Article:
My work is an exploration of issues of perception and representation and how these concerns mold our understanding of the world. I am interested in both actual representations and cultural perceptions of the way things are and what makes each significant. The work examines how much of what we know of the world is through illustrations and representation rather than from personal experience and the difference between “real” versus simulated experiences.
The work is an investigation and celebration of cultural mythologies. I think of my sculptures as being platonic ideals in physical form. They focus on our ideal understandings and desires of these objects in our minds, yet they often bear very little in common with the actuality of these concerns.
I think of my work as being a conspiracy where everyone knows that they are not dealing with an authentic object, but something quite far from that. Yet the viewer is willing to suspend disbelief and understand the arrangement as a common experience. I am interested in how far I can push various modes of representation and for it all to be believable. Much in the same manner as a model train set, which has props that come from many different sources in different scales yet they are all understood as part of a believable scene.
Recently I have been incorporating a variety of scale shifts in each series of work in order to create both actual and falsely perceived spatial experience. I intend for the viewer to experience the work and the space simultaneously, oscillating back and forth between the singular object and the expanse of space the viewer submerges into an absurd reality.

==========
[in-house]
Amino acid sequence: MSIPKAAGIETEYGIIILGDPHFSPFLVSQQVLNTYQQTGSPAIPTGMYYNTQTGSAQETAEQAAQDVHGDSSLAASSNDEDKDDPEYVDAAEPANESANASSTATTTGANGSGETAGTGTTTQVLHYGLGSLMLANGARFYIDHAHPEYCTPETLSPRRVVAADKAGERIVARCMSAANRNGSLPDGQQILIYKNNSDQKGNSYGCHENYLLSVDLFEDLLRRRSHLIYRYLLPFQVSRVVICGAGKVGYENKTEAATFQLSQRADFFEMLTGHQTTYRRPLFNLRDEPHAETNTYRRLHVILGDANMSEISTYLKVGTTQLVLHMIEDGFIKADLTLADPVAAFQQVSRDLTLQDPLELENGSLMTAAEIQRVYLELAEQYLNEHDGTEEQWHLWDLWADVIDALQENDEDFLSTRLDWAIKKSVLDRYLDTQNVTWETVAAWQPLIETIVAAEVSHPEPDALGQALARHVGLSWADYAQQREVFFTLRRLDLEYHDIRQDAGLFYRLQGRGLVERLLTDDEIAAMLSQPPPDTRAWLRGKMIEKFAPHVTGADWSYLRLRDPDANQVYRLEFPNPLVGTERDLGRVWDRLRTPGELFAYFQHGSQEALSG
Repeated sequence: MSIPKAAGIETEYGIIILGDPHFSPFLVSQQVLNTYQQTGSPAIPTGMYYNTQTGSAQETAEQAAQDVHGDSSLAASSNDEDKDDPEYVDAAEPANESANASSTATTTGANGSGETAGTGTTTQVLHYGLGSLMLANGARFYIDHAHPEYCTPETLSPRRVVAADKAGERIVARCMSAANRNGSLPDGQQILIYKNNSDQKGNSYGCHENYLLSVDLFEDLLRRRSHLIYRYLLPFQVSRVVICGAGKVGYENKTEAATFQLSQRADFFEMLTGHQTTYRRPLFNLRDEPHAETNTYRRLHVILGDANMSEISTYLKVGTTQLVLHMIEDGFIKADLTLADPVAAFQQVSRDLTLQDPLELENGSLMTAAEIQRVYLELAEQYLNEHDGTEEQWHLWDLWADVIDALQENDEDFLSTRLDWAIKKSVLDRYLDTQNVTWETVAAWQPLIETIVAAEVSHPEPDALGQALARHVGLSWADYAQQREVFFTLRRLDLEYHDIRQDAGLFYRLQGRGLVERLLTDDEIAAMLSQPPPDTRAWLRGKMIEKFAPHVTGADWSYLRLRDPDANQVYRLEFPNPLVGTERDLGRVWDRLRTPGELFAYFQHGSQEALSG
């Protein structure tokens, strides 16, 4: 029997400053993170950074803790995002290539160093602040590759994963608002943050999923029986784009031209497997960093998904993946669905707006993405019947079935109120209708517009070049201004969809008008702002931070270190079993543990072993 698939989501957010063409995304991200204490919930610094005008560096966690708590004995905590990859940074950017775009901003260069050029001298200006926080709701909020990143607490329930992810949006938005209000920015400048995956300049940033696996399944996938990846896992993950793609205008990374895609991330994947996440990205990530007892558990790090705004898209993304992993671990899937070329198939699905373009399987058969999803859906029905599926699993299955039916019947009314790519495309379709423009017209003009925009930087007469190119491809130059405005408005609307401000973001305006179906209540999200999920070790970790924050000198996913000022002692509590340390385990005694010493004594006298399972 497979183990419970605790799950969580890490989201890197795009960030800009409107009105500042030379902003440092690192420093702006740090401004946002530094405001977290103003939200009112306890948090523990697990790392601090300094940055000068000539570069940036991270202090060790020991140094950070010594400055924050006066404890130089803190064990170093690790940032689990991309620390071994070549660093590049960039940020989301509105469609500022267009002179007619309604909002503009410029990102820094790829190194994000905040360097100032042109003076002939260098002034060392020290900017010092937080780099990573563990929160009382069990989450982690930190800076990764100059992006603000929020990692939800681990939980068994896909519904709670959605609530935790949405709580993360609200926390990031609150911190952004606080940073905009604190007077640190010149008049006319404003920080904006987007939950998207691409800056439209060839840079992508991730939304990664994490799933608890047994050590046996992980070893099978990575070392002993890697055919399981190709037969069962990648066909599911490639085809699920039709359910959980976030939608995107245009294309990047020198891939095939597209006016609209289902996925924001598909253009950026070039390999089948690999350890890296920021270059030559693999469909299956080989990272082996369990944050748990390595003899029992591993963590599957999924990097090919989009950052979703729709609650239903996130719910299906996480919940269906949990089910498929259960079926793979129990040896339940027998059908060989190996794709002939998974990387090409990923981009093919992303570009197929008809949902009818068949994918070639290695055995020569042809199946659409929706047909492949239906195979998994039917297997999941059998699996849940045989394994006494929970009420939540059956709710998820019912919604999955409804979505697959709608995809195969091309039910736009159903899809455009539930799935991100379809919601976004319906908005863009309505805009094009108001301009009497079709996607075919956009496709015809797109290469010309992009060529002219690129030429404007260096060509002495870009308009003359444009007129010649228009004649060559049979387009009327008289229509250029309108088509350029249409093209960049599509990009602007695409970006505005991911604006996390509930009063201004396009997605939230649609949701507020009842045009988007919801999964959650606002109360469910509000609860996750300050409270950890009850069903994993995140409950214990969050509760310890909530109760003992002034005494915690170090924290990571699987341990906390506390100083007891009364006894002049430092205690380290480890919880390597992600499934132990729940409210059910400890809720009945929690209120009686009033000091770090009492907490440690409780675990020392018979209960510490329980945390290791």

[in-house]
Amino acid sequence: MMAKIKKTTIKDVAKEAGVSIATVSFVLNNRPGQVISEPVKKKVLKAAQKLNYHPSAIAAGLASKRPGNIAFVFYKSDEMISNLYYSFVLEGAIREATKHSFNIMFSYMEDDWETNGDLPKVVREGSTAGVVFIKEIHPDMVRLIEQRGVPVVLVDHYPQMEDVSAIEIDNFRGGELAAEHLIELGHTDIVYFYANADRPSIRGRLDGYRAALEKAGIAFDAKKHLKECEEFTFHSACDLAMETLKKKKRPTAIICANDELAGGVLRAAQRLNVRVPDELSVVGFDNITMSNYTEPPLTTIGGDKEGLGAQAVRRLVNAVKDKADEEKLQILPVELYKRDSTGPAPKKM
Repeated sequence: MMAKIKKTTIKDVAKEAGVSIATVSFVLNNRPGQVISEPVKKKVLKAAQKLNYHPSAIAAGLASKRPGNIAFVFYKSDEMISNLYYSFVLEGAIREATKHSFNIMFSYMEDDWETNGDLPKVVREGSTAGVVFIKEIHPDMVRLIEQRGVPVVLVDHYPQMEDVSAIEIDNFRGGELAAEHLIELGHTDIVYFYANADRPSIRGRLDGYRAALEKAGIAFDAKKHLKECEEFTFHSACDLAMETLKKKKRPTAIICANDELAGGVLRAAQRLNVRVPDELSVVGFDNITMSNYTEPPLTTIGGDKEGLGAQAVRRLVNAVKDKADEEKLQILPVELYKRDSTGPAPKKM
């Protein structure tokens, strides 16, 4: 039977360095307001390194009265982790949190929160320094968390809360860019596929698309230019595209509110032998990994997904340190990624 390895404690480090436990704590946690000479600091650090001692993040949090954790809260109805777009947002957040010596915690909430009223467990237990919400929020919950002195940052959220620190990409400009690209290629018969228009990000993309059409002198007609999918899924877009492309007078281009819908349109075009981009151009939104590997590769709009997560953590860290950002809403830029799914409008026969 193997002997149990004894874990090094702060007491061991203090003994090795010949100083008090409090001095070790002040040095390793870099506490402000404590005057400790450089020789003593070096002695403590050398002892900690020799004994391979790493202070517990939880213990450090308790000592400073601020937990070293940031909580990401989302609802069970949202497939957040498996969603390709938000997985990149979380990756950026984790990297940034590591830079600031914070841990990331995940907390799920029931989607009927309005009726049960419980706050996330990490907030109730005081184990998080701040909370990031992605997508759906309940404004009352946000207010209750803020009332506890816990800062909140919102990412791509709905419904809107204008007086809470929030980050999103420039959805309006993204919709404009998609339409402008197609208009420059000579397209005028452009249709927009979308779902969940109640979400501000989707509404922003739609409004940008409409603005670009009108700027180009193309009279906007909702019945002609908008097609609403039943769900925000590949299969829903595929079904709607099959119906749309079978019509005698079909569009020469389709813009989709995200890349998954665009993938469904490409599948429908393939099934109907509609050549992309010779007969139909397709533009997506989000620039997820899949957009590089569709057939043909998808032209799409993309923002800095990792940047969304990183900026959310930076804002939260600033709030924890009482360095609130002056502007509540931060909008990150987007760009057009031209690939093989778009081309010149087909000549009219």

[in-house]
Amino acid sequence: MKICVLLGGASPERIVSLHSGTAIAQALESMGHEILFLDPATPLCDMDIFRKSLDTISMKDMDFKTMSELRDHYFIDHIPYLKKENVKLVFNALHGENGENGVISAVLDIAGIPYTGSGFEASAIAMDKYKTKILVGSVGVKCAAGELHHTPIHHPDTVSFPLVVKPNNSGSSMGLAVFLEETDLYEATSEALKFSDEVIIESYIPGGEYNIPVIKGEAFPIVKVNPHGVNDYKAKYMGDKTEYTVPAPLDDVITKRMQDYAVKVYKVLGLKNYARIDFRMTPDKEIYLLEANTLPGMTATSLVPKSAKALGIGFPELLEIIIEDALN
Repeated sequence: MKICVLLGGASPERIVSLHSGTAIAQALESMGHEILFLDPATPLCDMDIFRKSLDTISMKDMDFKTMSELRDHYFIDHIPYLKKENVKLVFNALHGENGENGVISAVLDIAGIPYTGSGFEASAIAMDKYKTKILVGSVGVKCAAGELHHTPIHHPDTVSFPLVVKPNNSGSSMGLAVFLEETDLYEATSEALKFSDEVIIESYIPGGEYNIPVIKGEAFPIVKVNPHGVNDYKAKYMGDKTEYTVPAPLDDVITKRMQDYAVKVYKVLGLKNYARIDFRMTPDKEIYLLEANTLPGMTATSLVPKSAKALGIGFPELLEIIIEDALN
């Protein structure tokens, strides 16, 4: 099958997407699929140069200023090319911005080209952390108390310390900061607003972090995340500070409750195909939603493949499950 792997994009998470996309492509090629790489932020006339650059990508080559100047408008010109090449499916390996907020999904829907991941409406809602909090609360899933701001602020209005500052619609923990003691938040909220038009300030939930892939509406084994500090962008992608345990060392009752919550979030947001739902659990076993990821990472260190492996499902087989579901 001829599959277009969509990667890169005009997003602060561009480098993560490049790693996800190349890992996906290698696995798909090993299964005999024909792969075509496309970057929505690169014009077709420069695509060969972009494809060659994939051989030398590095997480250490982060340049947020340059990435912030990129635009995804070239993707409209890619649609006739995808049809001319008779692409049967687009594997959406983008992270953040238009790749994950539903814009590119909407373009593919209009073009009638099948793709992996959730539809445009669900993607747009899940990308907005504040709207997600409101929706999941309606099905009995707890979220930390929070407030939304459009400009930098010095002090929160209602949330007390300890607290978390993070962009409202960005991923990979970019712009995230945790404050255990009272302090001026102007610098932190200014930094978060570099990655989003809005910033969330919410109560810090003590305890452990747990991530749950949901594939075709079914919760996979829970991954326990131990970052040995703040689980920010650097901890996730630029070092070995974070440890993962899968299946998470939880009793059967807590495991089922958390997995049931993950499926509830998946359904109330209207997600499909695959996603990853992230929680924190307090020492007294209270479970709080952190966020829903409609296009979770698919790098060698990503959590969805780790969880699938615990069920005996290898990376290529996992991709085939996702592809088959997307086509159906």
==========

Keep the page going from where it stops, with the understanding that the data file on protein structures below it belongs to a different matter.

Through the process of creating a sense of place I am examining ideas of a false sense of authenticity. In my investigations I am attempting to come to a greater understanding of a culturally understood place and time thereby taking some sort of ownership over it through creating an absurd and bogus personal mythology.
Peter received a BA in fine art from Roanoke College, in Salem, Va., a BFA in ceramics from the California College or Arts and Crafts and a MFA in ceramics from the New York State College of Ceramics at Alfred University. Peter has given lectures on his work at a numerous institutions in the U.S. and Beijing, and recently completed residencies at the Archie Bray Foundation in Helena, Mont. and the Belden Brick Factory in Sugar Creek, Ohio. Peter has taught at California State University in Long Beach and Gettysburg College in Pennsylvania. He has exhibited across the United States and Europe, and his work is in the permanent collections of the Shine Joseph International Museum of Ceramic Art, the California College of the Arts, The Archie Bray Foundation, and many private collections. Peter is currently an instructor for both the School and the Claymobile at The Clay Studio.
2011-2012 Evelyn Shapiro Foundation Fellow
Stay up to date on all things Clay Studio with announcements, invitations and news delivered straight to your inbox.